From prisoner to reformer


     I grew up in rural Vancleave on the Mississippi Gulf Coast as a chubby girl with low self-esteem, the oldest of 11 siblings. My first experience in a courtroom was at the age of 9, testifying about my father’s death, which I’d witnessed at the hands of my mother in self-defense. I’d helped her put him in the car, and he’d died en route to the hospital.


     After my father’s death, my mother became a workaholic and was rarely around. We were with my grandmother and mom’s baby sister most of the time. My grandmother, a devout Christian, instilled in me that the older was responsible for the younger. I took this literally. We were poor and didn’t always have sufficiency. I would look at funeral announcements in the newspaper. I would dress up my siblings and take them to the church, not to grieve but to get to the repast, where we could always get food.


     It wasn’t long after that I began stealing simple things to help provide for me and my family’s needs and desires. I stole from department stores, dollar stores, grocery stores, outlet malls … anything within walking distance.


     I was 11 the first time I was caught. The police officer pulled me aside, explained that I shouldn’t steal, paid for the stolen goods, drove me home and gave me $7. But that didn’t teach me a lesson. I was arrested several more times after that without serious consequences. However, in my late 20s, I was looking at a six-year sentence with the state, and life as a habitual offender with the federal government.


     Sitting in a county jail before I went to prison, I met a volunteer who introduced me to Jesus. That turned everything around: I was the same me, but I felt new. I repented and asked Jesus into my heart. Although locked up, I felt free.


     By the time I got to the Central Mississippi Correctional Facility, scared and not knowing anything about prison besides what I’d seen on television, I was intent on practicing good behavior and coming home.


    Wendy Hatcher, the first female chaplain hired by the Mississippi Department of Corrections, said she noticed something special about me after I attended several of her Bible studies. I liked her a lot. I felt like I could trust her. She was intelligent and able to assist me in a lot of things.


     She hired me to work for her. I helped her with standard assistant tasks like paperwork; however, she also let me assist with more nuanced duties, like ministering to other prisoners. If there was a death in an inmate’s family, Wendy would take me with her to meet with the prisoner to comfort them, while educating me at the same time.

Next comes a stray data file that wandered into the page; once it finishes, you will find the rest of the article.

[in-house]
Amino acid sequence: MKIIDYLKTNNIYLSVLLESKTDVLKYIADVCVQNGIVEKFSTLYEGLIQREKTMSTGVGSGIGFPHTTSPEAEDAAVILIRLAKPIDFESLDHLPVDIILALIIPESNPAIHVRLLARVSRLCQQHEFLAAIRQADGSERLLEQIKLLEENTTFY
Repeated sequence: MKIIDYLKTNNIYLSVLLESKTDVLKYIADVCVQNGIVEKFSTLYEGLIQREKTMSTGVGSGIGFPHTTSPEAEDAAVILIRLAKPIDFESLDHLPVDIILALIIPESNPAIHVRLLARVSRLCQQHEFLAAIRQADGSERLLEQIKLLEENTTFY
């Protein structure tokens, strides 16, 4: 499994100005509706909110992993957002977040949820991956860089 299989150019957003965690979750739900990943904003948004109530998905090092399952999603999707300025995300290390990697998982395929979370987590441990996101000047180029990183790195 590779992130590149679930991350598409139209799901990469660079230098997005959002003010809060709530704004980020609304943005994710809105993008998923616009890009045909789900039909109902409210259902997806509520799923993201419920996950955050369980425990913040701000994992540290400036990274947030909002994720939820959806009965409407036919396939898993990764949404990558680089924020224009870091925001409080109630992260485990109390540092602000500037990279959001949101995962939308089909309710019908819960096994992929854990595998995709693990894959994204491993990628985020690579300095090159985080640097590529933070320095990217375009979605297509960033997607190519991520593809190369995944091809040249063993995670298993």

I served three years of a six-year term. When I was released in 1987, Wendy let me live with her in Brandon. While living with Wendy over the next four years, I was hired by an OB-GYN named Dr. Beverly McMillan — a special events speaker whom I’d met when I was in prison. Her office administrator, Patricia McNulty, hired me to work as a maid in Dr. McMillan’s office. After I proved myself, my responsibilities grew, and I worked there for the next 27 years.


     I married my husband, Frederick, two years after he was released from almost 16 years of incarceration. We started our own ministry to others coming out of prison because of the needs we’d witnessed firsthand. Our 501(c)(3) is the Reaching and Educating for Community Hope (RECH) Foundation, with the Wendy Hatcher Transitional Home and three other transitional homes on a 27-acre reentry campus; the MORE (Mississippi Offender Reentry Establishment) training initiative; plus several other ministries under the RECH umbrella.


     I wanted to name a home after Wendy Hatcher to honor her impact on my life.


     We have assisted thousands over the years, both male and female, and housed two men and hundreds of women, with 31 years of zero recidivism.


     I once was an abused, lost girl with low self-esteem; now I’m the director of a ministry that reaches out to families like me. I can only say that my life is one of amazing transformation and amazing grace. I felt like an old, dirty, crusty, trampled penny on the ground that no one wanted to pick up. But one person saw value in that penny, picked it up, cleaned it up and added more pennies to it. Now I’m picking up more pennies, as the pennies are reflective of every person I meet.




Pauline Rogers is the founder and executive director of the Reaching & Educating for Community Hope (RECH) Foundation. She lives in Jackson with her husband, Frederick. They are very active in their local community and at New Horizon Church International. She has one son and two grandchildren. She is a criminal justice reform activist, advocate and consultant for Clergy for Prison Reform.